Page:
Tucked in a corner across from an ice cream shop at Keg and Case Market in St. Paul is a wooden shop that looks like a dry bar in your rich uncle’s basement. Shelves are lined with bottled drinks called Switchel Fizz, and customers can walk up to a keg to pour themselves a bubbly sample of each of the three flavors.
It was around 10 a.m. on a Wednesday morning, and already one customer had bought so many six-packs of Switchel she needed a large cardboard box to carry them out to her car.
“That was a nice sale,” Jeff Cerise, one of the owners of the company, Hobby Farmer Canning Co., said as she walked away.
Although none of the owners were particularly surprised. After tasting the first sample, they said, most customers keep coming back for more. Which raises a challenge, because as of right now, Switchel can’t be delivered easily when it’s packaged in bottles.
That’s why Hobby Farmer Canning Co., which also cans pickles (the owners say they’re to die for), is looking to partner with Badger Hill Brewing in Shakopee. The brewery would be able to can the drinks so Switchel can be more easily distributed, without taking up too much shelf space in retail stores or putting deliverers at risk of shattering the bottles.
And on Oct. 24, the Scott County Fast Track challenge, which is akin to the TV show “Shark Tank,” awarded Hobby Farmer Canning Co. with the first-place prize: $5,000 and connection to business services throughout the area. The award will help move along the company’s partnership with Badger Hill Brewing.
About Switchel Fizz
Switchel Fizz, the non-alcoholic brewed drink that seems to attract drinkers, non-drinkers, health fanatics, foodies, kombucha drinkers and ginger beer fans toward one $4 bottle, has signed a letter of intent to partner with Badger Hill Brewing in Shakopee to create canned drinks.
Canning Switchel will allow for more distribution and retail opportunities, Cerise said. They have already gained interest from several retailers, including the distributor who shelves Target’s adult beverages, all of Pizza Luce’s restaurants and several other taprooms and restaurants throughout Minnesota and Wisconsin.
Switchel is different than kombucha because it’s not fermented. Instead, it’s a prebiotic that’s brewed, like beer.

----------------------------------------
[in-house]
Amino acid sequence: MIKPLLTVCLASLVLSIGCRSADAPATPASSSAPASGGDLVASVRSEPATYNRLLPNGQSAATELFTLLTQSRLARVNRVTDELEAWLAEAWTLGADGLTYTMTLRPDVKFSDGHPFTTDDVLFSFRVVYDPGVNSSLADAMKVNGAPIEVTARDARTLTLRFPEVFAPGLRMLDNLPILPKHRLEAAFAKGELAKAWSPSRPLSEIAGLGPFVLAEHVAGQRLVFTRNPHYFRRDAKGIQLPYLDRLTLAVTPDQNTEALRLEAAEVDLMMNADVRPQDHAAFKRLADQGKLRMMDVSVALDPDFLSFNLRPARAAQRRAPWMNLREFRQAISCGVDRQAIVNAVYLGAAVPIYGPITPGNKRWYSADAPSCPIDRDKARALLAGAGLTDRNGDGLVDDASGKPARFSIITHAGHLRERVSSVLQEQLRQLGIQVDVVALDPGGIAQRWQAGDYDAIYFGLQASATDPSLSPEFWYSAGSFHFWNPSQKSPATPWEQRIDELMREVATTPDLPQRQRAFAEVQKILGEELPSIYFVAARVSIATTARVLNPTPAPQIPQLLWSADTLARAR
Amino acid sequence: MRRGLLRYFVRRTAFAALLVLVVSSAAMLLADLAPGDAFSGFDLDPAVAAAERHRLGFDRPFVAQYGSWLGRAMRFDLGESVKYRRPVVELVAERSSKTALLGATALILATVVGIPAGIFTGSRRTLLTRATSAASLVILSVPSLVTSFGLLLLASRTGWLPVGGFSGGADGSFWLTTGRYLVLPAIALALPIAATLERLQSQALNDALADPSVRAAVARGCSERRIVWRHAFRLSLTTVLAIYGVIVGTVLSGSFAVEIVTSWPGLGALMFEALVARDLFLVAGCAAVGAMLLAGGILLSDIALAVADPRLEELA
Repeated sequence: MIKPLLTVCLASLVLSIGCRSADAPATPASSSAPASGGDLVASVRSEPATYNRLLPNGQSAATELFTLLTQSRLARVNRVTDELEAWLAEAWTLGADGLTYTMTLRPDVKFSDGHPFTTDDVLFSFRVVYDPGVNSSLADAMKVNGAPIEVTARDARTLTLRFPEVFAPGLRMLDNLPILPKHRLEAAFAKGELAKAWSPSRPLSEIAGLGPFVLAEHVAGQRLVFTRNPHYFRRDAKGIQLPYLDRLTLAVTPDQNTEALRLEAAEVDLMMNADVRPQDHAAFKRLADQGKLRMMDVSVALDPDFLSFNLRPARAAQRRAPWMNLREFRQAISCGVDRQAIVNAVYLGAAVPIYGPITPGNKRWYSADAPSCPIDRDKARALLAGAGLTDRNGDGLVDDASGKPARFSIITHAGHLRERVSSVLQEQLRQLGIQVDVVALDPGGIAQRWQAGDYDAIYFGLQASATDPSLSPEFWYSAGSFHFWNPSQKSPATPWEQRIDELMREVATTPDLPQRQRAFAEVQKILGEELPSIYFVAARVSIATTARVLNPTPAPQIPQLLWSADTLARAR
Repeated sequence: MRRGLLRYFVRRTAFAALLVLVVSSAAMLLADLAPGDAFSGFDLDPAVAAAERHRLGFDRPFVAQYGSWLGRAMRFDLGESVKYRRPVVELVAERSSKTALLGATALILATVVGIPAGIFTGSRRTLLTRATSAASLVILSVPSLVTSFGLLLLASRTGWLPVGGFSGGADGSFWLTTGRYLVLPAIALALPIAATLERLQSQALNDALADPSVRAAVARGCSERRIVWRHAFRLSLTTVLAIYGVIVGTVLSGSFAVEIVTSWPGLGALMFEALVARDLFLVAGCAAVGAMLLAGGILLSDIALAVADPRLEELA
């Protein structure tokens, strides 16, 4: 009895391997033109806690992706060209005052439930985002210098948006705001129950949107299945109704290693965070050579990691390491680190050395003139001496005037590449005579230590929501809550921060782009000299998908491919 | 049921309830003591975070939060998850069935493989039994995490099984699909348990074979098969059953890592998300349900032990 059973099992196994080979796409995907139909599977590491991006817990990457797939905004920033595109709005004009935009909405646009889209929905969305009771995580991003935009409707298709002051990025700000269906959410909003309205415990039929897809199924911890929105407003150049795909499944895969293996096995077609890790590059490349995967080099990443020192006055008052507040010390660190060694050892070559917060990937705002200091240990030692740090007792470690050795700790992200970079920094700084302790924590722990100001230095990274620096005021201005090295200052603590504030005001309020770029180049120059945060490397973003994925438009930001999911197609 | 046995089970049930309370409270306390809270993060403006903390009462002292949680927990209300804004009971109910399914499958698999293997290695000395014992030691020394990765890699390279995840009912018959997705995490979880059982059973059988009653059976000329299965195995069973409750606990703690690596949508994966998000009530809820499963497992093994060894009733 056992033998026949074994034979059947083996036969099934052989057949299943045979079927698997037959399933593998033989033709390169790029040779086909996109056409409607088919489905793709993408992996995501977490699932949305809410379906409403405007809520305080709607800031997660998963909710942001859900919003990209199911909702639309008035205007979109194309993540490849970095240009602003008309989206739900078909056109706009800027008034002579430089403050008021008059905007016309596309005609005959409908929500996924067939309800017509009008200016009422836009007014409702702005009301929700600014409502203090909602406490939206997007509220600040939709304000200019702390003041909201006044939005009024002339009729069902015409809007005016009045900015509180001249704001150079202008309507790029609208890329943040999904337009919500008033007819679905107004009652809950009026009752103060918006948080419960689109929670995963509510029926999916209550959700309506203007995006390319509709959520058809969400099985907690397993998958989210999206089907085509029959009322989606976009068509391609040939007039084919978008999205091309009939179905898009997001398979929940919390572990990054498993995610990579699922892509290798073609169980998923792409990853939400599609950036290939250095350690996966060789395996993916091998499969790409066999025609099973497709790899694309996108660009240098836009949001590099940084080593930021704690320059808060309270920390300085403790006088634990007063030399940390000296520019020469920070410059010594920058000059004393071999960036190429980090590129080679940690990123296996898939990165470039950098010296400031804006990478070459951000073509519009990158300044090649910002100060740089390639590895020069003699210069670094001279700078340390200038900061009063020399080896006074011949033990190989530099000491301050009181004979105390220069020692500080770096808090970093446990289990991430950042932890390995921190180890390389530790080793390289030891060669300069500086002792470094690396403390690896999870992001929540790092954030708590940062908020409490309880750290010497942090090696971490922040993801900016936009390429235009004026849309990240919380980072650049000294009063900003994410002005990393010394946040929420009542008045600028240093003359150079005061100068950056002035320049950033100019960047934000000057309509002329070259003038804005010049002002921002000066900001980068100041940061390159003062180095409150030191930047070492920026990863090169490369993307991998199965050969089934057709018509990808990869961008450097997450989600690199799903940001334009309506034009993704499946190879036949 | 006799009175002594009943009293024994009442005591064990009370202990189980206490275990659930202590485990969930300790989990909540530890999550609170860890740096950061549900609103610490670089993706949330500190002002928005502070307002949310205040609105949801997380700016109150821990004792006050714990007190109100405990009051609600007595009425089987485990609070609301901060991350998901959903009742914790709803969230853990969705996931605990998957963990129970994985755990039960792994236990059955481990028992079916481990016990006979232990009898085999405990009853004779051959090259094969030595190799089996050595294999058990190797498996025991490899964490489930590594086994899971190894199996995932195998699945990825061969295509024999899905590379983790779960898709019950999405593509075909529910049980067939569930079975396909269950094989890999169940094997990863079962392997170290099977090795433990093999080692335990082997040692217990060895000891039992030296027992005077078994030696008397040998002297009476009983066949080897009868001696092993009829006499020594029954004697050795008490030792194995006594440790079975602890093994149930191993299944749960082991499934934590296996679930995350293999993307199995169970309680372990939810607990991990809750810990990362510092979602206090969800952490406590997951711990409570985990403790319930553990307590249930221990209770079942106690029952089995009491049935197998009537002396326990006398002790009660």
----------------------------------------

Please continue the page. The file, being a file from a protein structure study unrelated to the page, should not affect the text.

“So it feeds the good bacteria that already exists,” Cerise said. “People who don’t love kombucha love Switchel, and people who love kombucha also love Switchel. So it’s kind of a win-win.”
Cerise said the thing people love most about Switchel is that it’s a great alternative for non-alcohol drinkers, and for those who do drink, it’s a great mixing ingredient for cocktail recipes.
“Switchel makes designated drivers or recovering addicts or non-drinkers still feel like they have something important in their hands,” Cerise said. “So they’re not standing there crinkling a plastic water bottle.”
The apple cider vinegar-based drinks have 90 calories per 12-ounce serving, and have no artificial ingredients, sweeteners, preservatives or gluten. The drinks are sweetened with natural honey and come in three flavors: turmeric, cinnamon and cayenne.
A fresh taste
from an old recipe
Cerise’s mother used to spoon him doses of Switchel. As a singer, he said, he loved drinking his mother’s old recipe, because it soothed his hoarse throat without all the added sugars found in alternative drinks such as ginger ale.
According to Farmer’s Almanac, before soda became popular, Switchel was the alternative to alcoholic drinks. All Switchel recipes have a few common ingredients: water, apple cider vinegar, ginger and a sweetener.
“Once you start drinking this and go back to a regular ginger beer or Coke, it’s like, wow. You can taste such a difference. This just feels so much cleaner,” Cerise said.
Cerise didn’t think of selling Switchel until years after he and his co-founders, Tod Novinska and Chuck Hermes, launched Hobby Farmer Foods in 2008, in which they sold Novinska’s grandmother’s pickle recipes. Those recipes are age-old, too, from Novinska’s hundred-year-old family farm in southern Wisconsin.
All the wood used to construct the Hobby Farmer shop at Keg and Case Market is from Novinska’s old family farmhouse.
“I’m the one who’s the hobby farmer,” Novinska said, laughing.
It wasn’t until late 2017 that Switchel joined the pickles on Hobby Farmer shelves. Now, there are about six part-time employees with the company, and in their first year, the three co-founders sold more than 75,000 carbonated bottles, and about 2,500 non-carbonated bottles.
“And that led us to Shakopee,” Cerise said. “We’ve had to turn down a lot of offers for e-commerce because the Switchel bottles are too hard to ship. And clubs and concerts and other outdoor venues don’t allow glass bottles on their grounds.”
Tim Johnson, the head brewer from Badger Hill Brewing, said partnering with Hobby Farmer Co. helps the brewery by diversifying its business model. He said the brewery has room to expand and partner with Hobby Farmer, so the partnership just seems to make sense.
Johnson said he’s not sure whether Badger Hill will sell Switchel on tap, adding that the business owners haven’t gotten around to that discussion just yet, but he said it’s definitely an option. Cerise said the next territory Hobby Farmer would like to infiltrate is the south metro, and Badger Hill seems like a great place to start.